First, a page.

(Swat) obs. imp. of Sweat. Chaucer.
1. A swath. [Obs.] Tusser.
2. A piece, pattern, or sample, generally of cloth. Halliwell. Jamieson.
(Swate) obs. imp. of Sweat. Thomson.
(Swath) n. [AS. swaðu a track, trace; akin to D. zwaad, zwad, zwade, a swath of grass, G. schwad,
schwaden; perhaps, originally, a shred. Cf. Swathe, v. t.]
1. A line of grass or grain cut and thrown together by the scythe in mowing or cradling.
2. The whole sweep of a scythe, or the whole breadth from which grass or grain is cut by a scythe or a
machine, in mowing or cradling; as, to cut a wide swath.
3. A band or fillet; a swathe. Shak.
Swath bank, a row of new-mown grass. [Prov. Eng.]
(Swathe) v. t. [imp. & p. p. Swathed (swa&thligd); p. pr. & vb. n. Swathing.] [OE. swathen,
AS. sweðain. See Swath, n., and cf. Swaddle.] To bind with a swathe, band, bandage, or rollers.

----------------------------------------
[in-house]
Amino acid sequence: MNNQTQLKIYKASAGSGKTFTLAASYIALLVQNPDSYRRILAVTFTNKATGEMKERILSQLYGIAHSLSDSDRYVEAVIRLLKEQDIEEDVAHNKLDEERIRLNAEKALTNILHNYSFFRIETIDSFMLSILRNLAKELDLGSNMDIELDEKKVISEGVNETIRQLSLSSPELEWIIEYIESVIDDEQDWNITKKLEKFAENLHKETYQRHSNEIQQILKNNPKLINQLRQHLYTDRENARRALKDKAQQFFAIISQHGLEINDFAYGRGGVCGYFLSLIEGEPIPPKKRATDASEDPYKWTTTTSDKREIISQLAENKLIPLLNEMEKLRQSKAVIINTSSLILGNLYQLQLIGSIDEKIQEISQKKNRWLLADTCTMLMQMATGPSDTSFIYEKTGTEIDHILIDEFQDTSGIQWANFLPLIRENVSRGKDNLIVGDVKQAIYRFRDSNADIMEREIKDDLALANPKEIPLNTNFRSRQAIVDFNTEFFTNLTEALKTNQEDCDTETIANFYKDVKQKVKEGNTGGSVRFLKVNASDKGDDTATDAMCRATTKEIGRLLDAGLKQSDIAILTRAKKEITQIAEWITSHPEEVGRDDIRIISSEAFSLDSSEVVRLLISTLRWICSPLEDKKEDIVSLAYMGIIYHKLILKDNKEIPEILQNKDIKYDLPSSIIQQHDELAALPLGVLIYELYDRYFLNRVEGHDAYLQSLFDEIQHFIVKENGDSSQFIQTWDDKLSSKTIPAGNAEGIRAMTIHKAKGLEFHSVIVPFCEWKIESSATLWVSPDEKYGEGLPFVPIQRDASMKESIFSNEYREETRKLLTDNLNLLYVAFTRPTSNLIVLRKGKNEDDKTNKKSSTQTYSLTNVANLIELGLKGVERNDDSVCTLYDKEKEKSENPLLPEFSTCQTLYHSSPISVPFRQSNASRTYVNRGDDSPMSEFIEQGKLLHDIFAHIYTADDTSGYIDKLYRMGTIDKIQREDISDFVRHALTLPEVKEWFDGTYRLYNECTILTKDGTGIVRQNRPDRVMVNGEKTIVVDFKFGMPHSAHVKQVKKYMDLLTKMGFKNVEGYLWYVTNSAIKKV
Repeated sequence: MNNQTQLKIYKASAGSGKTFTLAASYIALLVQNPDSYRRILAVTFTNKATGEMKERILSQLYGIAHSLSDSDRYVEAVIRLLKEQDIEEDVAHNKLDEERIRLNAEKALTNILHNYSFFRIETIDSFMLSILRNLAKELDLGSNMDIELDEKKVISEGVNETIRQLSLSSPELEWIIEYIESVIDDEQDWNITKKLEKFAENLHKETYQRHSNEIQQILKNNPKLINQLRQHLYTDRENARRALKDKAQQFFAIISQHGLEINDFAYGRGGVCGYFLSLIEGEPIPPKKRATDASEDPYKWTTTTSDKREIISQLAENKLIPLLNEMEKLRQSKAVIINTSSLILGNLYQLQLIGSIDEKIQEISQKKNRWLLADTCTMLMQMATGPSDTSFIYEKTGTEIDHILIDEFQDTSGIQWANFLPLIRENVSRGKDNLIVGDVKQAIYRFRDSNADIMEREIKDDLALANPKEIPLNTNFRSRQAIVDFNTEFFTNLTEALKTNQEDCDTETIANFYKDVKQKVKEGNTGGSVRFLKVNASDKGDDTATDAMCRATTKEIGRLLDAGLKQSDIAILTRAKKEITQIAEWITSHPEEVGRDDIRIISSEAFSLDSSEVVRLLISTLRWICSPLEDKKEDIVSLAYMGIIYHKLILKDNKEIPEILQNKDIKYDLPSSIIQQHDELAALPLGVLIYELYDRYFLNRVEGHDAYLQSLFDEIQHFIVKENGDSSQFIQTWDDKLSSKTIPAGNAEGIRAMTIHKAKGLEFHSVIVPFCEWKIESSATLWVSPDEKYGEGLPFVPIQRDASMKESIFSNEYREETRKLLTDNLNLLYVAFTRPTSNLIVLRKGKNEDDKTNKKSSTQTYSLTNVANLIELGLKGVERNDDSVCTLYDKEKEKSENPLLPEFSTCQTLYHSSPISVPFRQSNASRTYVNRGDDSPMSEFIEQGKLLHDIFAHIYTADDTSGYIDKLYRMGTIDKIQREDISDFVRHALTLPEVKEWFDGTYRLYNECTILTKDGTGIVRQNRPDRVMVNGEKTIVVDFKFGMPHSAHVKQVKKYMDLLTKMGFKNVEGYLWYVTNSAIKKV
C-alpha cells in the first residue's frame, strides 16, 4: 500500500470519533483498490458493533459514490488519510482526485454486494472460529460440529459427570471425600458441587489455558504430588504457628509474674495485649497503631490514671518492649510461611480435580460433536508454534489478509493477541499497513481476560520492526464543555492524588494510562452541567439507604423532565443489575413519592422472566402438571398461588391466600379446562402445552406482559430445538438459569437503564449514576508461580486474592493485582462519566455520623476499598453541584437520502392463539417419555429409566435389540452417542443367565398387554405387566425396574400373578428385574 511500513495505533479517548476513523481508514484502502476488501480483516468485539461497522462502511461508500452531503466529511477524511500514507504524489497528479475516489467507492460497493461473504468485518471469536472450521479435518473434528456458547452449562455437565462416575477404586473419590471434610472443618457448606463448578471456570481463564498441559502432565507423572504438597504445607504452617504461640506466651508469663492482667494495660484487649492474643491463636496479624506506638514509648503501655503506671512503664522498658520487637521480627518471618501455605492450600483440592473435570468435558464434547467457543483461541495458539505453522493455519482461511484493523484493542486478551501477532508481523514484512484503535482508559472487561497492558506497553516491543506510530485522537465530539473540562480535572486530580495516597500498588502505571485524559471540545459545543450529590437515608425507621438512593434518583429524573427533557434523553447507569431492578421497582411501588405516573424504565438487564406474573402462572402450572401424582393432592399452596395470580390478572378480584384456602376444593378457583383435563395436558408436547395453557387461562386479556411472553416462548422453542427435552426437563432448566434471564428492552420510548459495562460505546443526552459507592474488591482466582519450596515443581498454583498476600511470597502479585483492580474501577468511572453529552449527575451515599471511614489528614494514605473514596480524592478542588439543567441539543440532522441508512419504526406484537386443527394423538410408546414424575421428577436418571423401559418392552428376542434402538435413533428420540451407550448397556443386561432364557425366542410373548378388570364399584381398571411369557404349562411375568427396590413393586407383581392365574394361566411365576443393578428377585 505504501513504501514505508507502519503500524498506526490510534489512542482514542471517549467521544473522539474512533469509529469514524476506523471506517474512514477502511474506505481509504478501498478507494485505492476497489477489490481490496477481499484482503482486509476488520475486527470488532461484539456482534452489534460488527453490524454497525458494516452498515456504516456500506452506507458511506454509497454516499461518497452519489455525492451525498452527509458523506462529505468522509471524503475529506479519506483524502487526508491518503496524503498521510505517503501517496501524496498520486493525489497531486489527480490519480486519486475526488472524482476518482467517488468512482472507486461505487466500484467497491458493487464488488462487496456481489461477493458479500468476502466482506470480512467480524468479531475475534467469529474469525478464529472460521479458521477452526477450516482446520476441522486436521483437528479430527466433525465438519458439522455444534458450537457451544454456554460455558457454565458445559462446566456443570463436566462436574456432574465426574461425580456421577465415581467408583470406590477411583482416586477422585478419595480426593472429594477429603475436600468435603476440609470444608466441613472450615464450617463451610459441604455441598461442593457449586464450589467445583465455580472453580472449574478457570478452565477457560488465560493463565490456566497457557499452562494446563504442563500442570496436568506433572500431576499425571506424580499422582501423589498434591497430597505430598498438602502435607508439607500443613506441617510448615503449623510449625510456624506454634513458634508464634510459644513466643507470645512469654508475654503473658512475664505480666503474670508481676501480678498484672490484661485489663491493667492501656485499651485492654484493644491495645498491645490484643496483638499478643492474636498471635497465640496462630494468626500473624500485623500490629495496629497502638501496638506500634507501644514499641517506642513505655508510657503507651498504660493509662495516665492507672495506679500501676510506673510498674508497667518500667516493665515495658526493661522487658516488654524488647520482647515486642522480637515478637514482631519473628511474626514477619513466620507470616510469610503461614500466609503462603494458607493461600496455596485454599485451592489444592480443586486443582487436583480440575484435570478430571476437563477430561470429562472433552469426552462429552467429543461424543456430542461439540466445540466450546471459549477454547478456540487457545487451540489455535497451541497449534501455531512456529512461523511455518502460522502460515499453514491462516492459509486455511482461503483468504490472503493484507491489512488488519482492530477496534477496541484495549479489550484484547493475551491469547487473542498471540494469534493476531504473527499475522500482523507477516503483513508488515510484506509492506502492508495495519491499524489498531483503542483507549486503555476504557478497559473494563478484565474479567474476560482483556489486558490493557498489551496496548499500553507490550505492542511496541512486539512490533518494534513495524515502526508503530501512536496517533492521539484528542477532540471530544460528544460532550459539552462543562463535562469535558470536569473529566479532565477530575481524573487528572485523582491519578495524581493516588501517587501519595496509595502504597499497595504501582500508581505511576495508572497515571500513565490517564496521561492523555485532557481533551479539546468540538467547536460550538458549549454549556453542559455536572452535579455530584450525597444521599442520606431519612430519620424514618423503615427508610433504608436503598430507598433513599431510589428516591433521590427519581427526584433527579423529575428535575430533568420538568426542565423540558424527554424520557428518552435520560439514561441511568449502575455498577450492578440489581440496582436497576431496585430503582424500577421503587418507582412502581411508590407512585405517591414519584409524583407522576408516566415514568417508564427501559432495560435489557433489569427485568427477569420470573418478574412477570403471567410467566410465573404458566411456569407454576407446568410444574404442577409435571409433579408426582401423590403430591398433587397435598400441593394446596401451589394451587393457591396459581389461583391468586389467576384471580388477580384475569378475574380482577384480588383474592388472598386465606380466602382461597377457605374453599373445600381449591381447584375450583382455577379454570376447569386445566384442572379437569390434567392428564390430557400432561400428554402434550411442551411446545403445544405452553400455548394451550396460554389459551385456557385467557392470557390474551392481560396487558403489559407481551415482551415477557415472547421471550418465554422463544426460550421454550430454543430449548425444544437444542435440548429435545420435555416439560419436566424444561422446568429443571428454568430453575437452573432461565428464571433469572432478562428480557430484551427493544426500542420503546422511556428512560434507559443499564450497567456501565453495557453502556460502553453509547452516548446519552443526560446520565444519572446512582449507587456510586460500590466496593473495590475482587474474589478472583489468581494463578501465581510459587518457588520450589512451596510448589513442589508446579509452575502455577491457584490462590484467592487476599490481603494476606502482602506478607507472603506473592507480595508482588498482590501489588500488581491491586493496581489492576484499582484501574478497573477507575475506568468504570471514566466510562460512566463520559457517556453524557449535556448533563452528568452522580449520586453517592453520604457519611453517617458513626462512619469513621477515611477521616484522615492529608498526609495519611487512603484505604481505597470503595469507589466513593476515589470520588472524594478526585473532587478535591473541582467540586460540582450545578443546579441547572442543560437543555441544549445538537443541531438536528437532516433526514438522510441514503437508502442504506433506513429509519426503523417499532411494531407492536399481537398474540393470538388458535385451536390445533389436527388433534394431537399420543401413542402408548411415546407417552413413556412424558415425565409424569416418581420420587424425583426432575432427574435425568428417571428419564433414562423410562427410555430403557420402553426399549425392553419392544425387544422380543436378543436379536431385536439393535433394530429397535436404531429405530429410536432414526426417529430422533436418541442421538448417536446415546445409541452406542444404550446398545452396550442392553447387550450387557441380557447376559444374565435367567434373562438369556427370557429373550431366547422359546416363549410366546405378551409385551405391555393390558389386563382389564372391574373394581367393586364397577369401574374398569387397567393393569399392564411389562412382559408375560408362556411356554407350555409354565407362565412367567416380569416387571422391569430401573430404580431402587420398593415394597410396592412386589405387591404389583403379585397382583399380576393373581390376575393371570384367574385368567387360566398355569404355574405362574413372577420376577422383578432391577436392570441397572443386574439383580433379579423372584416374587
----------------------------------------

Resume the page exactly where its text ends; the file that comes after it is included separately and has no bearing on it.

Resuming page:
Their children are never swathed or bound about with any thing when they are first born.Abp. Abbot.
(Swathe), n. A bandage; a band; a swath.
Wrapped me in above an hundred yards of swathe.Addison.
Milk and a swathe, at first, his whole demand.Young.
The solemn glory of the afternoon, with its long swathes of light between the far off rows of limes.G.
(Swath"er) n. [See Swath, n.] (Agric.) A device attached to a mowing machine for raising
the uncut fallen grain and marking the limit of the swath.
(Swat"te) obs. imp. of Sweat. Chaucer.
(Sway) v. t. [imp. & p. p. Swayed ; p. pr. & vb. n. Swaying.] [OE. sweyen, Icel. sveigja,
akin to E. swing; cf. D. zwaaijen to wield, swing. See Swing, and cf. Swag, v. i.]
1. To move or wield with the hand; to swing; to wield; as, to sway the scepter.
As sparkles from the anvil rise,Spenser.
When heavy hammers on the wedge are swayed.
2. To influence or direct by power and authority; by persuasion, or by moral force; to rule; to govern; to
The will of man is by his reason swayed.Shak.
She could not sway her house.Shak.
This was the raceDryden.
To sway the world, and land and sea subdue.